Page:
Saddleback College sidewalk issues persist

One example of issues related to the need for sidewalks to help pedestrians is the pictured dirt pathway from the campus to the main thoroughfare at Marguerite Parkway

An expanse of parking lots marks the edge of the Saddleback campus. Students march past rows of parking spaces as they enter. There seems to be an issue with access to campus sidewalks and other walkways.

Mobility presents an issue for students, especially those with disabilities, at Saddleback. Incomplete sidewalks and limited bike racks make campus travel difficult, and participation in campus culture often necessitates a car. Jake Hoiseth, urban design major and president of the Saddleback Urbanism club, seeks change.

“If you look on the side of the street, there are no sidewalks,” Hoiseth said. Because some people drive dangerously on campus, this can be a problem.

Even though the Urbanism club has not been designated an official on-campus club, The club’s immediate focuses on small changes to campus design: Raised crosswalks, more sidewalks, and more bike racks are things Hoiseth said are “sorely needed”.

Saddleback’s design can be contextualized within the broader issue of city design. Urbanism, he said, is a school of thought for designing cities. It’s pedestrian-focused: The philosophy centers people in its designs, encouraging pedestrian interaction with each other and their environments.

The way we build our cities has a direct impact on how students view places like schools. Saddleback’s mobility issues are things Hoiseth traces back to car dependency.

“Parking has always been a problem,” he said. “Parking will always be a problem for as long as the majority of students drive to campus.”

City designs present a feedback loop that reinforces car dependency, Hoiseth says. Many cities, including those in Orange County, are designed for car travel.

Public amenities such as public transit are difficult to access. A 2017 State of OC report by the Orange County Transportation Authority revealed a 37% decline in bus ridership. In the US, a 2017 American Community Survey estimate revealed that only 0.6% of all workers ride bikes to work.

Car dependency additionally encourages cities to expand outward, further necessitating car travel and contributing to urban sprawl.

“When you remove urban amenities like public transit, people drive more,” Hoiseth said. “When people drive more, there’s more traffic. And when there’s more traffic, people want to drive more where there’s less traffic, which means expanding our cities outwards, contributing to urban sprawl.”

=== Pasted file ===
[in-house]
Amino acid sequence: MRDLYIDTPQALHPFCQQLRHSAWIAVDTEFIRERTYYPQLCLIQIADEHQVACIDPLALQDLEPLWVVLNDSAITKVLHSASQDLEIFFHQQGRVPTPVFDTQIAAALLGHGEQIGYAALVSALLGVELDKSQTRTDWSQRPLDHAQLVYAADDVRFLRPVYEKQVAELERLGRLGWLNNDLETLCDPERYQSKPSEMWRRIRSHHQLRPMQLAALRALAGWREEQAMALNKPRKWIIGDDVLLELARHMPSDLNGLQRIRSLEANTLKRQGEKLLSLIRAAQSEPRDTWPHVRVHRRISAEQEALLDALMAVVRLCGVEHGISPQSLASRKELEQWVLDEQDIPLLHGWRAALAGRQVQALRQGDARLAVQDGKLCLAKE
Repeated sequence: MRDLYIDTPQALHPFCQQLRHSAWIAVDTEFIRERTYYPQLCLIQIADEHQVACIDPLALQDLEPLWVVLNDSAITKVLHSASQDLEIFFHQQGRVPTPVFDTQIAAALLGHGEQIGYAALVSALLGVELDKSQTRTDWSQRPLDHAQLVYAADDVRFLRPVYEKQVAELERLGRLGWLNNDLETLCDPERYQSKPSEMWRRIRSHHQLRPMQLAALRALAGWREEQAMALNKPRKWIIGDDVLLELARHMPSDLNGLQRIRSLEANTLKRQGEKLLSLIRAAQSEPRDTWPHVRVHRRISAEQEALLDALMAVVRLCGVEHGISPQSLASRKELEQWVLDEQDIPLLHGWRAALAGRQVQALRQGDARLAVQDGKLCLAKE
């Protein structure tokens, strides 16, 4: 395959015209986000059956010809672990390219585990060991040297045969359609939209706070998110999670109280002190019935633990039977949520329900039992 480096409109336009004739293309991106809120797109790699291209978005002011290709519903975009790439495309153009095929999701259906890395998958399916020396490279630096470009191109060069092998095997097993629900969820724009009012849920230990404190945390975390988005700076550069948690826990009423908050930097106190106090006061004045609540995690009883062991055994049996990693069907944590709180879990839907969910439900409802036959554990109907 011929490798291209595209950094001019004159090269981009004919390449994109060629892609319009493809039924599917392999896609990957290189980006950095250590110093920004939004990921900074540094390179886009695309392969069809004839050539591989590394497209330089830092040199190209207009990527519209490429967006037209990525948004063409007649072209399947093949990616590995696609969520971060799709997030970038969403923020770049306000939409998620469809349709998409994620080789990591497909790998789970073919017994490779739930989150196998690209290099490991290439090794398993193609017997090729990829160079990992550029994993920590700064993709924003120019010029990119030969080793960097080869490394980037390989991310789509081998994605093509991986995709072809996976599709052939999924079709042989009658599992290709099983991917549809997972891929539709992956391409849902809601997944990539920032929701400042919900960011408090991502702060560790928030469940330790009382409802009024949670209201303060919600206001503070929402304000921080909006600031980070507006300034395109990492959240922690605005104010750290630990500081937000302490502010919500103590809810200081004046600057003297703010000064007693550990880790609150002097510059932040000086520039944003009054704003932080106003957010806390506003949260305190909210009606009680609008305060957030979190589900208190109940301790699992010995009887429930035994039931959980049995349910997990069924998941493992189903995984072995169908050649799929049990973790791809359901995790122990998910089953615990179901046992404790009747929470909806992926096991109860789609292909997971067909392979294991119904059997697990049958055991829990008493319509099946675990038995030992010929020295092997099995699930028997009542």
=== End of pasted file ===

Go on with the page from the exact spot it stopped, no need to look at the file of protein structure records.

The Urbanism club encourages long-term initiatives to combat urban sprawl. One of them, Hoiseth says, is encouraging the building of student housing.

Low housing density characterizes urban sprawl, according to Britannica. When populations increase, cities expand, needing more land to accommodate more homes. This increases the distances needed to travel between homes and places like work, further necessitating car travel as homes become further away from public amenities.

Mission Viejo’s housing density is currently low. A Mission Viejo 2021-2029 Housing Element report revealed that in 2020, single-family homes made up 83.1% of all residential zoning in the city.

“We need to update zoning codes to make it so people can build up,” Hoiseth said.

California Senate Bill 9, enacted Jan. 1, 2022, ended zoning codes that banned families from building more than one house on each parcel of land.

This was a positive stride, Hoiseth said. The bill would allow residents in cities like Mission Viejo to build more housing units on their land, potentially increasing housing density. This may limit the city’s need to expand in order to build more homes for an increasing population.

However, a Jan. 2023 analysis by UC Berkeley’s Terner Center for Housing Innovation found limited Senate Bill 9 usage in cities where these housing unit projects would be most financially feasible. Los Angeles alone received 28 applications for splitting housing lots by November 2022. none of which were approved.

City design problems run inherent within suburbs, Mission Viejo included. Car dependency, Hoiseth says, has left long-lasting social impacts on cities where cars are prioritized.

“You can put as many chairs and games and whatever on the quad, but as long as people are not going to treat it as a campus and more as a transitional place…people are not going to stay,” Hoiseth said.